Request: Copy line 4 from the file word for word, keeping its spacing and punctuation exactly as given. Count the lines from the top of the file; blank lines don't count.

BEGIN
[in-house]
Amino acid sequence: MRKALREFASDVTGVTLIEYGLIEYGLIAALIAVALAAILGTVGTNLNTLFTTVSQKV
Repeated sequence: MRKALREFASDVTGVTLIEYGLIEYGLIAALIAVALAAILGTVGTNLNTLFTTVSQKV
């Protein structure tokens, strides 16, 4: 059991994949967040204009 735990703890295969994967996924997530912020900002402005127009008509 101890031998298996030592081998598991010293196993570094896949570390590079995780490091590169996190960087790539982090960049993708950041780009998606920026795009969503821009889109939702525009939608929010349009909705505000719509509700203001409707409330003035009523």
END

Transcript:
């Protein structure tokens, strides 16, 4: 059991994949967040204009 735990703890295969994967996924997530912020900002402005127009008509 101890031998298996030592081998598991010293196993570094896949570390590079995780490091590169996190960087790539982090960049993708950041780009998606920026795009969503821009889109939702525009939608929010349009909705505000719509509700203001409707409330003035009523």